I don’t remember how Monument 14 (2012), a debut novel by Emmy Laybourne came across my recommended reading pile, but I’m glad it did.
Monument 14 is a post-apocalyptic young adult (YA) novel set in Monument, Colorado in the near future. In the story, we follow 14 youth (between 5 years old and probably 17 or 18) who have been deposited in a local megastore after a devastating hailstorm hit their town. The hailstorm was a result of another natural disaster–I don’t want to give away too much of the set-up–and to make matters worse, a chemical compound was released into the air after a major earthquake that impacts people based on blood type.
The children are on their own: the bus driver who got them all safely into the mega store went for help, never to return. They must figure out how to survive (fortunately the store is well-stocked and riot-gated, so no one can get in that they don’t want in).
This feels like, perhaps, an especially poignant time to have read the book. General anxiety is running high, there’s talk of increased armament, and technology is moving us toward reliance on a cloud-based system that is still, ultimately, fallible. We should be having discussions about what it means to recruit our communities (even though in this book, the recruitment of community was by chance), what it means to support one another, and ultimately what we’re willing to sacrifice for the good of others.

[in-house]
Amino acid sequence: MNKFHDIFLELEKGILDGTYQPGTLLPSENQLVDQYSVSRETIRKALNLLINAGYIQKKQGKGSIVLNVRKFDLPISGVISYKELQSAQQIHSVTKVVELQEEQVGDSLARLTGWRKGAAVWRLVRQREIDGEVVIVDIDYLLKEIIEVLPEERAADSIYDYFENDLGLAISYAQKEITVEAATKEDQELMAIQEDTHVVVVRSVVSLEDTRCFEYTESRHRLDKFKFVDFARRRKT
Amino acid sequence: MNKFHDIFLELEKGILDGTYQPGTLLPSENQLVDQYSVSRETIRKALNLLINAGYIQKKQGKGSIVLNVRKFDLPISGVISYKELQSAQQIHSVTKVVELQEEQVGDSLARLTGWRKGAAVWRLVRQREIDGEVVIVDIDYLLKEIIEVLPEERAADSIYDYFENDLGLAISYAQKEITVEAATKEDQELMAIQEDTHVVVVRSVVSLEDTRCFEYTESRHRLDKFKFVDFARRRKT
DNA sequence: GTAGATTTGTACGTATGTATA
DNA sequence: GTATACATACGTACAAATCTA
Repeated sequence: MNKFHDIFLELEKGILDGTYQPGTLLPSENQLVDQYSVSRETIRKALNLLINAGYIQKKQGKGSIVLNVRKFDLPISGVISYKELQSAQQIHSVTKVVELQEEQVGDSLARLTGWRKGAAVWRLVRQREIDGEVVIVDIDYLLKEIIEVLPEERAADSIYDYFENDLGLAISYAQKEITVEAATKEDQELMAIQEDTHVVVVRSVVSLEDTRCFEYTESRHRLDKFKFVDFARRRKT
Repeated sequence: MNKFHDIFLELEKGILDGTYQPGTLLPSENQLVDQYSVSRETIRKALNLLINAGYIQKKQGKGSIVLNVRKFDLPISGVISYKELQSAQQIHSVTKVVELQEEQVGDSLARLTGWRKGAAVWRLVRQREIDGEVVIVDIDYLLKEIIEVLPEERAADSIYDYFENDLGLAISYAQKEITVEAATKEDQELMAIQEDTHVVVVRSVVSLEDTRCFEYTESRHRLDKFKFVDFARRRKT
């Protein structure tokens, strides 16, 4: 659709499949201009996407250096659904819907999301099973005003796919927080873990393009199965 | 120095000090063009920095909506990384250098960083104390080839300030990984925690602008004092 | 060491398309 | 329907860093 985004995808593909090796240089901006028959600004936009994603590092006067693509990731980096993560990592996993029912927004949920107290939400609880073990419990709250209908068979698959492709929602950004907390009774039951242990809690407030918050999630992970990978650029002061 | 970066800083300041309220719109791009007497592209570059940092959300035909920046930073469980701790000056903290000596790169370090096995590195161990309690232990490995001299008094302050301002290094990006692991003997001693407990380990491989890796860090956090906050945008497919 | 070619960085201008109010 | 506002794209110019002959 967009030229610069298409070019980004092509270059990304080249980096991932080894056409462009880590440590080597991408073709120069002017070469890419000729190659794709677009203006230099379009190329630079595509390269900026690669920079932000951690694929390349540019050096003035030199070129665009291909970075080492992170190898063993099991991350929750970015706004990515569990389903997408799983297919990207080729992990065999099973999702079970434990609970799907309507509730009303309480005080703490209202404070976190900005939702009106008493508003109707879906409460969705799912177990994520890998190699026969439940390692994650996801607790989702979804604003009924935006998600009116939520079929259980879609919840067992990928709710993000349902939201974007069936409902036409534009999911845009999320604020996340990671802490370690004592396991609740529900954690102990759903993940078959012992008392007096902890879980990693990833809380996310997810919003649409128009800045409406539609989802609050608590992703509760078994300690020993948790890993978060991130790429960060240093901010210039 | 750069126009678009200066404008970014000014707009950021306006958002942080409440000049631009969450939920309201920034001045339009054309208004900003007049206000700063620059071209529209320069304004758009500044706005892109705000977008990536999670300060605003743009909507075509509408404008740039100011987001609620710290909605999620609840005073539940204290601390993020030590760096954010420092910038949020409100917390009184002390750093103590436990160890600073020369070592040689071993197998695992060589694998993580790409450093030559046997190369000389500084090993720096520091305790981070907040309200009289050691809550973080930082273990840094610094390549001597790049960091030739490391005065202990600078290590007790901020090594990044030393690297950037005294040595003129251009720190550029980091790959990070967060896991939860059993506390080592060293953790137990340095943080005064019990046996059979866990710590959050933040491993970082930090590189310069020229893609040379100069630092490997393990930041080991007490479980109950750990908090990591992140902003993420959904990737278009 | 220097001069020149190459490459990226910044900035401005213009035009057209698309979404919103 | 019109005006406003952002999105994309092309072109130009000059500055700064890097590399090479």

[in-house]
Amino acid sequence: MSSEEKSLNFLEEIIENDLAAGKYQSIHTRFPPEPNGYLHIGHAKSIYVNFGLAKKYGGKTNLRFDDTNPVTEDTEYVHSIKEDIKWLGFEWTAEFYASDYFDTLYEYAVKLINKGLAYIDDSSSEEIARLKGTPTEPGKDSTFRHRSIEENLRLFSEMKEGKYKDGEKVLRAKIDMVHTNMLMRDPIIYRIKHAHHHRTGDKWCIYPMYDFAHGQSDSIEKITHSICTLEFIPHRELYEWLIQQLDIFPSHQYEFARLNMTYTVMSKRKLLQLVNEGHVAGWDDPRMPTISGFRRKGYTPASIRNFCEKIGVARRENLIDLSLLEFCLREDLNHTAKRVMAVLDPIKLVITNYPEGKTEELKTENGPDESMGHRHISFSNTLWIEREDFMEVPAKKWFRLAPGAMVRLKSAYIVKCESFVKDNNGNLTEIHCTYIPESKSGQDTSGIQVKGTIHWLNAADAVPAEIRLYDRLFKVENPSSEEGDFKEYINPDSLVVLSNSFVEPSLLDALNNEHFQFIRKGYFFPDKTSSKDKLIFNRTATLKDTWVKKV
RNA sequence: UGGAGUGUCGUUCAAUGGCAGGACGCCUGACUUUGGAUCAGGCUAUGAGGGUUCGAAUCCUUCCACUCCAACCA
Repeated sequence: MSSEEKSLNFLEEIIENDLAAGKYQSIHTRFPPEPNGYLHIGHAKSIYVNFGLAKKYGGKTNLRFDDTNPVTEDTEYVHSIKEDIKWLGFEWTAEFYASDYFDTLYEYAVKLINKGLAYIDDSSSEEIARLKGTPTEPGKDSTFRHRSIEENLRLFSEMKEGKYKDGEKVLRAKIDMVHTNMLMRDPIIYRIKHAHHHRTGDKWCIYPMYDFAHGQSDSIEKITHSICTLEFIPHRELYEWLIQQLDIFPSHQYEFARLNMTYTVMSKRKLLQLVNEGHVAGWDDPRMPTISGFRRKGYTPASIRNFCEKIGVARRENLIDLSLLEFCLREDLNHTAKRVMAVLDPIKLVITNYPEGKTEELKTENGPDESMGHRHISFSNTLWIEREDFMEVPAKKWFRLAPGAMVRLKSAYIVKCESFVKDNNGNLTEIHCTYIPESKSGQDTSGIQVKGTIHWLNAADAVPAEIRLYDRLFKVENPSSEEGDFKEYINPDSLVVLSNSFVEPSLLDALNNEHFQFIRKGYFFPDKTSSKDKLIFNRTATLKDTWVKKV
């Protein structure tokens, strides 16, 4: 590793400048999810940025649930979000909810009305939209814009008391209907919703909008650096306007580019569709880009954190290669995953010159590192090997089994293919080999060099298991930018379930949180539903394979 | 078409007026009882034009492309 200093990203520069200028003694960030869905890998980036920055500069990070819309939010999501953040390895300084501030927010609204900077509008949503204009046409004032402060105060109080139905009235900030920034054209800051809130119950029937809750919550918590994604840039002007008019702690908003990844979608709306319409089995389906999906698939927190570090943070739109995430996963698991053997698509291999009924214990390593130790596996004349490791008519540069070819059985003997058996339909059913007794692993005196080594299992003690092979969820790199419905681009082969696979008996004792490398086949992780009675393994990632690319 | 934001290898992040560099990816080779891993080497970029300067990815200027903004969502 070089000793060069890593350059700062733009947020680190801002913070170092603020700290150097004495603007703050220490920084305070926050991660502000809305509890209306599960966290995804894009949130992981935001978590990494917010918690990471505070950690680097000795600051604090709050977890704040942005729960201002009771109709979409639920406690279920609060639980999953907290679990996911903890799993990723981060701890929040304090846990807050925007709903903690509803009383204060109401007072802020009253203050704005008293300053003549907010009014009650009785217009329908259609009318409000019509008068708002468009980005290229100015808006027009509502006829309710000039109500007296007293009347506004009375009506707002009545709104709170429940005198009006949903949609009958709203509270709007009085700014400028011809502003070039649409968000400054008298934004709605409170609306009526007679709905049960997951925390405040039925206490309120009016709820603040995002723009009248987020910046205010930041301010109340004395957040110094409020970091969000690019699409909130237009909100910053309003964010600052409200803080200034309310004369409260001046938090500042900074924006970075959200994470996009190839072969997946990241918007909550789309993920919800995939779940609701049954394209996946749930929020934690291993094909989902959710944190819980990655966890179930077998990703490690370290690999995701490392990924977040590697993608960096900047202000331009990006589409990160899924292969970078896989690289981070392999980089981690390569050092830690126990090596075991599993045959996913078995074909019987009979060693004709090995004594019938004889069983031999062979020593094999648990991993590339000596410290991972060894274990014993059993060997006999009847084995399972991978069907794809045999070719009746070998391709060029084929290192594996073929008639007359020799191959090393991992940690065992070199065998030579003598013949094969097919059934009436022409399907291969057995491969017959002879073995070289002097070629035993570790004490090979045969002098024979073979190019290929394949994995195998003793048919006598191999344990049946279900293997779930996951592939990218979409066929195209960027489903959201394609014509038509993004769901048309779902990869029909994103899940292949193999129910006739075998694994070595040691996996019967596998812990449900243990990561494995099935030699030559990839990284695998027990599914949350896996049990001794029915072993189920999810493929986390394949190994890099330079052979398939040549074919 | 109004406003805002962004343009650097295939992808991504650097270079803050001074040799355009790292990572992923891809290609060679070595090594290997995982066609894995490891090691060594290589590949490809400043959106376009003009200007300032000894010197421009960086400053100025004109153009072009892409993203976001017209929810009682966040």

The narrator, Dean, is a socially-awkward junior in high school. He’s a writer, and by extension, an observer of humanity. He does most of this with a kind eye–even though he definitely has his moments of fucking up. The story, as told through his eyes, is more credible simple because of his tendency to write things down and to observe, and I suspect many kids who are creative-types would relate to him. But he’s also judgemental and angers over the frustrations of dealing with younger children, and has jealousy (exhibited over a girl, and over his brother becoming the confidant of the elected leader).
The story does not go the way of Lord of the Flies, as it could, or the way of the Divergent series. Politics do not seem to be a major factor in the story, although there are the hints of it one might expect growing up in a small town. There’s talk of the military base at Colorado Springs, there’s some scorn of “hippies” and of people who practice fundamentalist Christianity. But these things are largely overcome when it’s obvious that to survive the kids need to work together.
I recommend this book for its examination of a post-apocalyptic landscape that doesn’t evidently end in deeply problematic tribalism, for its fluid dialogue, and for its easy-to-relate-to protagonist. Adults who pass this book on to youth should know that language is censored, but that there is an allusion to sexual violence against an 8th grade girl, by an adult visitor the youth allowed into the store (against the better judgement of their leader). This portion of the story line is handled pretty well in that the youth all believe the girl, and the author stays away from the male-savior tropes. The situation does end violently.
This is book 1 in series.